In another preferred embodiment, a method of treating muscle fatigue comprises topically administering to a patient in need thereof, a topical composition comprising a therapeutically effective amount of the composition of CoQ10, liposomes and a pharmaceutically acceptable carrier to the to the muscle. Preferably, the composition comprises between about 0.001% to about 60% (w/w) of Coenzyme Q10.

In another preferred embodiment, a method of increasing ATP production in muscles, comprises administering to a patient in need thereof, a topical composition comprising a therapeutically effective amount of a composition comprising coenzyme Q10, liposomes in a pharmaceutically acceptable carrier to the muscles. However, the increase in ATP production can be in any cell.

In another preferred embodiment, a method of accelerating wound healing comprises administering to a patient in need thereof, a topical composition comprising a therapeutically effective amount of coenzyme Q10, liposomes in a pharmaceutically acceptable carrier to the muscles.

In another preferred embodiment, a composition for the treatment of pain and wound healing comprises CoQ10, liposomes, and a pharmaceutically acceptable carrier.

Preferably, the composition comprises between about 0.001% to about 60% (w/w) of Coenzyme Q10.

In another preferred embodiment, the composition further comprises cytokines, growth factors, differentiation factors, hormones, analgesics and pain-killers. Examples of cytokines are growth factors, migratory factors, monokines, lymphokines and include, but not limited to: Epidermal Growth Factor (EGF); Platelet-Derived Growth Factor (PDGF); Fibroblast Growth Factors (FGFs); Transforming Growth Factors-β (TGFs-β); Transforming Growth Factor-α (TGF-α); Erythropoietin (Epo); Insulin-Like Growth Factor-I (IGF-I): Insulin-Like Growth Factor-II (IGF-II): Interleukin-1 (IL-1): Interleukin-2 (IL-2); Interleukin-6 (IL-6); Interleukin-8 (IL-8); Tumor Necrosis Factor-α (TNF-α); Tumor Necrosis Factor-β (TNF-β); Interferon-γ (INF-γ); Colony Stimulating Factors (CSFs) and the like.

Other aspects of the invention are described infra.

BRIEF DESCRIPTION OF THE DRAWINGS

The invention is pointed out with particularity in the appended claims. The above and further advantages of this invention may be better understood by referring to the following description taken in conjunction with the accompanying drawings, in which:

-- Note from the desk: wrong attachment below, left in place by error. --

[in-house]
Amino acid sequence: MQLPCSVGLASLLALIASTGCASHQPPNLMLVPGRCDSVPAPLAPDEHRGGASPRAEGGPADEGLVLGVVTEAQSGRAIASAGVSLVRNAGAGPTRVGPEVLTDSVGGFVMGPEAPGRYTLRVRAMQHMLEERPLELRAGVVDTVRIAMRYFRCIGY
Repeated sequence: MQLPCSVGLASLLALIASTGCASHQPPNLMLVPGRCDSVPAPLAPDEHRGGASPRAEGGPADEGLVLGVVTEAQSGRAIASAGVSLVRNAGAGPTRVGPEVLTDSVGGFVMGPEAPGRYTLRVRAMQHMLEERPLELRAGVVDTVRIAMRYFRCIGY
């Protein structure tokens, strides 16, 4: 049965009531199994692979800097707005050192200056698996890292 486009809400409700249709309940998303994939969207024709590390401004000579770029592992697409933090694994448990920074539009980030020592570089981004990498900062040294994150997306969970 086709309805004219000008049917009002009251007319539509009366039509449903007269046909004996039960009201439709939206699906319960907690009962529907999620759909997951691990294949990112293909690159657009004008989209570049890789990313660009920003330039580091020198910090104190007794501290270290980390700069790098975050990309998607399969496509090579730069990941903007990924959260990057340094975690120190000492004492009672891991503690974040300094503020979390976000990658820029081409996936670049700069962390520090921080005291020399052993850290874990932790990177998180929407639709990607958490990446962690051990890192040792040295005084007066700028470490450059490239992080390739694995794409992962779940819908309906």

FIG. 1 is a graph showing the effect of coenzyme Q10 on ATP production in human aortic smooth muscle cells. *Significant compared to Ctrl, P<0.05, One-way ANOVA and Dunnett's.

FIG. 2 is a graph showing the effect of coenzyme Q10 on cell proliferation in human aortic smooth muscle cells. *Significant compared to Ctrl, P<0.05; One-way ANOVA and Dunnett's.

FIG. 3 is a graph showing the effect of the composition comprising between about 0.001% to about 60% (w/w) of Coenzyme Q10 on human aortic smooth muscle cell proliferation. *Significant compared to Ctrl, P<0.05; One-way ANOVA and Dunnett's.

FIG. 4 is a schematic illustration of the experimental design for treatment in animals.

FIG. 5 is a schematic illustration showing the epidermal migration assessment diagram.

FIGS. 6A-6E are graphs showing the effects of the composition comprising about 0.001% to about 60% (w/w) Coenzyme Q10 on wound healing. On day 5, shown in FIG. 6A, none of the wounds in any treatment group were completely re-epithelialized.

Day 6 (FIG. 6B), eighty percent (80%) of the wounds from the group treated with CoQ 10 A were completely re-epithelialized, as compared to twenty percent (20%) for those treated with CoQ 10 B, and no wounds from the untreated group. Day 7 (FIG. 6C), one hundred percent (100%) of the wounds treated with CoQ A and with CoQ B were completely re-epithelialized as compared to zero percent of wounds from the untreated group. Day 8 (FIG. 6D) one hundred percent (100%) of the wounds treated with CoQ A and with CoQ B were completely re-epithelialized as compared to zero percent of wounds from the untreated group. Day 9 (FIG. 6E), all wounds in each treatment group were completely re-epithelialized.